GGB-DB® cast bronze bearings play a crucial role in delivering reliable performance while protecting the existing ecosystem. Their unique design provides trusted and consistent movement and they are grease free – eliminating unwanted contamination to the environment.
Following the initial product development and installation, GGB was recently awarded a third contract to supply four additional pintle bearings for underwater miter gates. To date, GGB has provided a total of 10 pintle bearings, enough to refurbish five miter gates.
Currently, there is no defined timeline to conclude the replacement of all greased bronze pintle bearings at the Panama Canal. However, it’s expected to be a multi-year rollout, considering there are approximately 90 miter gates at the Panama Canal.
Advanced polymer resin
GGB had to submit certified, third-party test results to have its bearings considered for the project. After correlating the specified needs with the functional requirements of the bearings and extensive study of various materials, the company selected an advanced polymer resin with PTFE fibers.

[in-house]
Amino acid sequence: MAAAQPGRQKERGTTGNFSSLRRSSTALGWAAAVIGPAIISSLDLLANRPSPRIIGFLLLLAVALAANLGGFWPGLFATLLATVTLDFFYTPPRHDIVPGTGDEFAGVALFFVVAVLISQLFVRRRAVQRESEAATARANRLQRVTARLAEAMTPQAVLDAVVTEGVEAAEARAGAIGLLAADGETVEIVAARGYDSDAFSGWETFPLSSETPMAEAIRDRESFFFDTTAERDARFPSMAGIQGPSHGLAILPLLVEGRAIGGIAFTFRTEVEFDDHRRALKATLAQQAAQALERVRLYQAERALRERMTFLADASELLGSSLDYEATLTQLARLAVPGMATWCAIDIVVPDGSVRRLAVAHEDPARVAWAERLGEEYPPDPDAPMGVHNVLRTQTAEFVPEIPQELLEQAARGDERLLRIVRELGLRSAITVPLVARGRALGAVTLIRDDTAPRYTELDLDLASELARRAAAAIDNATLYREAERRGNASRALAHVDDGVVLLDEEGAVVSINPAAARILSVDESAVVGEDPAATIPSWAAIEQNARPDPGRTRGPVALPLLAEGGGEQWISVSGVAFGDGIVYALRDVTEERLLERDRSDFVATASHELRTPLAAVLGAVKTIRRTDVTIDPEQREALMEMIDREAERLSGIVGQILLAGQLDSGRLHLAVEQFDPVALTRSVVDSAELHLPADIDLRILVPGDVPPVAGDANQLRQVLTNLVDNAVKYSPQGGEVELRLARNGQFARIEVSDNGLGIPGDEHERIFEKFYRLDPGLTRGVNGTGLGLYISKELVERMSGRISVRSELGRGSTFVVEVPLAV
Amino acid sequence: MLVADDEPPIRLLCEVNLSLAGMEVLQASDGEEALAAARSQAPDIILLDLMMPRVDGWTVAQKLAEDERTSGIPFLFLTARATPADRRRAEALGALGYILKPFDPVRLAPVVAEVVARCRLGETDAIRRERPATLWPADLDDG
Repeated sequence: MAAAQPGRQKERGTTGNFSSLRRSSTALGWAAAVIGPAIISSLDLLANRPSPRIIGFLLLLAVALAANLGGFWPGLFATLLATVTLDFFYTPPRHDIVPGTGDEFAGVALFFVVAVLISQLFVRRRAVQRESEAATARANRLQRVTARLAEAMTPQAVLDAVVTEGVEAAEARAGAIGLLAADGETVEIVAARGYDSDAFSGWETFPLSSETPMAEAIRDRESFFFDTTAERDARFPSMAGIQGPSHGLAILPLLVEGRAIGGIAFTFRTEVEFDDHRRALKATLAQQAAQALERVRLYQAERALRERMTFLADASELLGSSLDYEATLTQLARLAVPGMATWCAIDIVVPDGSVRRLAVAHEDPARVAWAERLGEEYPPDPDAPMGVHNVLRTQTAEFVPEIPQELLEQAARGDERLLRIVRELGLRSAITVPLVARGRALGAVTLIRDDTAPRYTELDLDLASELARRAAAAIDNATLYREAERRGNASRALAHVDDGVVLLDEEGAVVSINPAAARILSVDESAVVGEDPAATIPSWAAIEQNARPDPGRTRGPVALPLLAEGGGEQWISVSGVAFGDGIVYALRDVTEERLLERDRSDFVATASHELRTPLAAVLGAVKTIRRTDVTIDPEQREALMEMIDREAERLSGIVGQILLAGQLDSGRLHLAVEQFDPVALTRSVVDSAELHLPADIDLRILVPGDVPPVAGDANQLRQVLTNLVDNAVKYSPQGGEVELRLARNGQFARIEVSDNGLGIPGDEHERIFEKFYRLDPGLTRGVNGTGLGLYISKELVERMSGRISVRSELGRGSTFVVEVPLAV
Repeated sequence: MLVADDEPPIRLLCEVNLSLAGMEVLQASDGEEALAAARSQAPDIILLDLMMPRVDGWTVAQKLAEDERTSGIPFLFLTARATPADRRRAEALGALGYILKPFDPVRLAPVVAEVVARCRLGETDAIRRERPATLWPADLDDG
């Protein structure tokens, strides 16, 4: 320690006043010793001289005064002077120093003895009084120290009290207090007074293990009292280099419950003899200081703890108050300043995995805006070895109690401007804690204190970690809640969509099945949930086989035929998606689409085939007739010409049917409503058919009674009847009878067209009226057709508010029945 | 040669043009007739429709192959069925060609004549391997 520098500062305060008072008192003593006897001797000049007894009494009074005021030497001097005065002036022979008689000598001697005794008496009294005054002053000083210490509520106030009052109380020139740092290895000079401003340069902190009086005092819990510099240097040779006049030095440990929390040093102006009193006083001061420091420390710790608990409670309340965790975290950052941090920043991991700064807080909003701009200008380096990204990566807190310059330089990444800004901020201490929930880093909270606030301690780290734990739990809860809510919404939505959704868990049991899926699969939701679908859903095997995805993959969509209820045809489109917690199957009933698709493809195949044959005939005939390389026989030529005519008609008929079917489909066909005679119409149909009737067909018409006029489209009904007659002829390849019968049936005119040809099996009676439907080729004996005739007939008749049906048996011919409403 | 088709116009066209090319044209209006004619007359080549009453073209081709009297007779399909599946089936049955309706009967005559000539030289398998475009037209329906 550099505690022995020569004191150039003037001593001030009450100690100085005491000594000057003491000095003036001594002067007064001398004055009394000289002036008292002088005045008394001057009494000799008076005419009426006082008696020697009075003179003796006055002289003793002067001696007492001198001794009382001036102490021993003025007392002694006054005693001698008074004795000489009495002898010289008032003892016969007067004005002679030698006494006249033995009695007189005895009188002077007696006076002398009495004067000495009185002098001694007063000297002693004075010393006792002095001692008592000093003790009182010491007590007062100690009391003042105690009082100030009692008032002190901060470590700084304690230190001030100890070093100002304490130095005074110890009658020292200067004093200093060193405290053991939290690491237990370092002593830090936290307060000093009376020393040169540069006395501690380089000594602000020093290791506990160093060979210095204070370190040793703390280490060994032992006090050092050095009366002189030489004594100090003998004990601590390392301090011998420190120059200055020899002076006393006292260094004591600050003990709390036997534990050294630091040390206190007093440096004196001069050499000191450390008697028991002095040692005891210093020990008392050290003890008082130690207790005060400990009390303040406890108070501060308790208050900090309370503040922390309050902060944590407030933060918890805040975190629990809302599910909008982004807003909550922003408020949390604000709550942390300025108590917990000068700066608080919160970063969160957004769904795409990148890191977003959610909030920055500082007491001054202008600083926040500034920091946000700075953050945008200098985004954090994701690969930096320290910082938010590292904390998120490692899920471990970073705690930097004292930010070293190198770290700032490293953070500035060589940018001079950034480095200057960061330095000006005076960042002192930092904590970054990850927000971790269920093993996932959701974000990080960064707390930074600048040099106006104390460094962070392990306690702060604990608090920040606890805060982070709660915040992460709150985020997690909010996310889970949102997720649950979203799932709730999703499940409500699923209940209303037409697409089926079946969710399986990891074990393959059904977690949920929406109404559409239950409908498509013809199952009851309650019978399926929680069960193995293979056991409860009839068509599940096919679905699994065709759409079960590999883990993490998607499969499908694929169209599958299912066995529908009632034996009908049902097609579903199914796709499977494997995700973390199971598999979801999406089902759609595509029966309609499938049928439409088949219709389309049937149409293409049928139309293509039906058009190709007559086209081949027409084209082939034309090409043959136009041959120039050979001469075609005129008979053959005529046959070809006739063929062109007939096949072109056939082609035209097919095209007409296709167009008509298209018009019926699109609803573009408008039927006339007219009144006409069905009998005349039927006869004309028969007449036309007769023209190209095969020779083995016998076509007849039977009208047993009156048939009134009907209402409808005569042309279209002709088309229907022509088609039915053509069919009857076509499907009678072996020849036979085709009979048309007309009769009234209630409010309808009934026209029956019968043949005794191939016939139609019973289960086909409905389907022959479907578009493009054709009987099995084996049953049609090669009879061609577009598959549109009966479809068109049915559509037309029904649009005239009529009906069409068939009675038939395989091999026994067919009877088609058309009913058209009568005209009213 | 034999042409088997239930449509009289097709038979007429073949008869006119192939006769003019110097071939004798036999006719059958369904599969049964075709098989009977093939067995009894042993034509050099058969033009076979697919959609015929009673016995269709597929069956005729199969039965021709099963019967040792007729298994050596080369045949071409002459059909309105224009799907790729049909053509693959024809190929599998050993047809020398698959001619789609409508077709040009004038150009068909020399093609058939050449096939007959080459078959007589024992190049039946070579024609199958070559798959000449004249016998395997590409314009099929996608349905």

GGB developed a GGB-DB® cast bronze hemispherical bearing lined with the new material in the form of embedded, solid lubricant plugs protruding above and covering 70 percent of the surface area.
This configuration not only allowed for efficient flushing of the bearing via integral cleaning grooves, but also enhanced its structural integrity and facilitated its production.
Prototypes for testing
Quarter-scale prototypes were submitted to Powertech Labs for testing, which yielded excellent results in terms of static/dynamic friction, axial/horizontal direct wear and temperature resistance. Full-size bearings were then produced for finite element analysis, which confirmed that contact pressure and shear force were well within their mechanical properties with a sufficient margin of safety.
In addition to hydropower applications, the new bearings are also suitable for use in bridges, telescopes and other applications involving pivoting movements and requiring high axial load resistance.
External link :
- Wikipedia : Article related to the history of the Panama Canal